Environmental Protection Agency Administrator Scott Pruitt on Tuesday discussed plans, with the help of the Army Corps of Engineers, to propose repeal of the Clean Water Rule during a Senate hearing to review the proposed EPA budget for fiscal year 2018.

Pruitt cited the executive order President Donald Trump signed in February to review the Clean Water Rule and “propose to rescind or revise the rule as appropriate and consistent with the law and to ensure that we are meeting the original goals and policies of the Clean Water Act as Congress has established,” Pruitt’s written statement to the committee read.

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What is the Clean Water Rule?

The Clean Water Rule, or the Waters of the United States, was added to the Clean Water Act in 2015 to clarify which waters were protected under the Clean Water Act of 1972. The Clean Water Act was known as the Federal Water Pollution Control Act of 1948 before it was amended in 1972 to include stricter regulations.

The Clean Water Rule made it clear that waters feeding rivers, like streams and wetlands, also were to be protected under the act. There had been confusion about which waters were specifically protected, and after years of requests from members of Congress, local elected officials, environmental and agricultural groups and others, the rule was added, a release said. The goal of the rule is to safeguard the drinking water of 117 million Americans who get their water from waterways that previously were unprotected by the initial act.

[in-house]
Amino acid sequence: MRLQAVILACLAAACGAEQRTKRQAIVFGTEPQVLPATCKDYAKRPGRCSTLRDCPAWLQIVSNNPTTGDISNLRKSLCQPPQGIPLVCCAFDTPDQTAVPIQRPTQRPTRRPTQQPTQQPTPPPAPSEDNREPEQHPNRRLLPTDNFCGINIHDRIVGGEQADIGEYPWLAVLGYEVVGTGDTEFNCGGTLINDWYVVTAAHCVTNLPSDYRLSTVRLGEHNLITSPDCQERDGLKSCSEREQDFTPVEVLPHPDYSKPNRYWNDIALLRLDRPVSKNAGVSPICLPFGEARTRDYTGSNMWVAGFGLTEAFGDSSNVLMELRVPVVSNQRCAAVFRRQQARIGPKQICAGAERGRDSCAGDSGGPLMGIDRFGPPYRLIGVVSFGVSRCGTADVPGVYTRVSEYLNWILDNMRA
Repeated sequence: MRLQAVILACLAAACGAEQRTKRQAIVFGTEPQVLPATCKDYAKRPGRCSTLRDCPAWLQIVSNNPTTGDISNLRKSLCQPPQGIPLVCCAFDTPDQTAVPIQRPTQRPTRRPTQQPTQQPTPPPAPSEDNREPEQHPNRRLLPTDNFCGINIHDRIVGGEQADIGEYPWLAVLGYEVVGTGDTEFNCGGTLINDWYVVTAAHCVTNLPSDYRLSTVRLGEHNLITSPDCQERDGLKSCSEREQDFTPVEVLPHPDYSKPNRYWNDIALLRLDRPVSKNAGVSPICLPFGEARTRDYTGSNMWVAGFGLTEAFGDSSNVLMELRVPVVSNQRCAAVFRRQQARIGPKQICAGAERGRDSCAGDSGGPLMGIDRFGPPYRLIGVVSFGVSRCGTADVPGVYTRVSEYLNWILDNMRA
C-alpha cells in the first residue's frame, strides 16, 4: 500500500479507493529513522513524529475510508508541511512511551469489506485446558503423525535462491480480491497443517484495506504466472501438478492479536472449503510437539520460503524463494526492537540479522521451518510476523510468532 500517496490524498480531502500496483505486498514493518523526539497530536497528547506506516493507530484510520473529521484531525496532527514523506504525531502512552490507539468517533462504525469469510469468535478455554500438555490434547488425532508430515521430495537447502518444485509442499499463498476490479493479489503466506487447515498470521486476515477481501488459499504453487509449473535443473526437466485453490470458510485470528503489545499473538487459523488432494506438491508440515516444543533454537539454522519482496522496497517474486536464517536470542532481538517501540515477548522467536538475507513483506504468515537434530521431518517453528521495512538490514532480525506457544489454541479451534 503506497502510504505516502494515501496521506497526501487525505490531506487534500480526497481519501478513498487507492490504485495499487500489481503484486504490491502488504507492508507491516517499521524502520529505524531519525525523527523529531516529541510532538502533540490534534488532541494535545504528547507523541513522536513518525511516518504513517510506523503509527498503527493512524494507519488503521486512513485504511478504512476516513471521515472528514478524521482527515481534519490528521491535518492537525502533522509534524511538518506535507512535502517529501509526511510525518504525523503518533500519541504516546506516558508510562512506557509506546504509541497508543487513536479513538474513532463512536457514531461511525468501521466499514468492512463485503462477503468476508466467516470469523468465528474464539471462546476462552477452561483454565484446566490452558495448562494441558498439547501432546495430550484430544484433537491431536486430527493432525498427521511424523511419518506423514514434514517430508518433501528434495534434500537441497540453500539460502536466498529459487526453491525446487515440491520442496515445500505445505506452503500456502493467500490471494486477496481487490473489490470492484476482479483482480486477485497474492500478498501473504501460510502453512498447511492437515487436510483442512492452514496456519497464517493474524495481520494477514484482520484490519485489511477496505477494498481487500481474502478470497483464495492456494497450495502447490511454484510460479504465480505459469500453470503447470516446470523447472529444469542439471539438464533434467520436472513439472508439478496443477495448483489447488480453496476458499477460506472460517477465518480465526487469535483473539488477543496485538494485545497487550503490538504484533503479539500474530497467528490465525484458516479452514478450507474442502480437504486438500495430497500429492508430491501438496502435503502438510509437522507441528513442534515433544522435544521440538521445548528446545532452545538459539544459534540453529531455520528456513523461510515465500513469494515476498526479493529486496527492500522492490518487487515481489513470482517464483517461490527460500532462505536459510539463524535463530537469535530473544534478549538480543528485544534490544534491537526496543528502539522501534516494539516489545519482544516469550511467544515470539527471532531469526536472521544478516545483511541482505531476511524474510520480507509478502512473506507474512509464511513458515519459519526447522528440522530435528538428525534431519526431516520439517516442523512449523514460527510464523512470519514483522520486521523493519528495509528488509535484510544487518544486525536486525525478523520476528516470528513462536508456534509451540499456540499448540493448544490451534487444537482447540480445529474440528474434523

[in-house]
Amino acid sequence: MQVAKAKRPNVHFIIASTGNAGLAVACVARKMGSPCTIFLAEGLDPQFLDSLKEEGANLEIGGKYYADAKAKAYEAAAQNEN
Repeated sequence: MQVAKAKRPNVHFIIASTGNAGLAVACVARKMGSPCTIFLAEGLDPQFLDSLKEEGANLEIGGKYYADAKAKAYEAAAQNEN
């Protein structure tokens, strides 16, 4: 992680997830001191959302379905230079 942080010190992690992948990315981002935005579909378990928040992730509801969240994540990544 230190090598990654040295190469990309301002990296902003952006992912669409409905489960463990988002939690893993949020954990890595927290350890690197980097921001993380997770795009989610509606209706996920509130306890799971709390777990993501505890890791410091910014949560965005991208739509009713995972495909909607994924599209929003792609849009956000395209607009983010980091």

President Trump and Scott Pruitt want to get rid of the rule, Trump’s executive order and Pruitt’s statement Tuesday indicated. The executive order said the rule needed to be reviewed to ensure its consistency in “promoting economic growth, [and] minimizing regulatory uncertainty.

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New Mexico Sen. Tom Udall, who sits on the committee that was hearing the budget proposal, tweeted his disapproval of Pruitt’s “inability to articulate this admin’s position on #ClimateChange.”

Pruitt’s statement comes just weeks after President Trump pulled the United States from the Paris Climate Agreement, a move elected officials and companies nationwide protested by signing statements committing their jurisdictions and firms to the agreement anyway.

Pruitt and other officials in the Trump administration have expressed doubts about the science of climate change. President Trump once called global warming a “hoax” and “bullshit.” Pruitt said he does not believe climate change is caused by increased levels of carbon dioxide even though 97 percent of scientists agree it is caused by the CO2 released by human activity. Energy Secretary Rick Perry also shares this doubt, which he discussed on CNBC last week.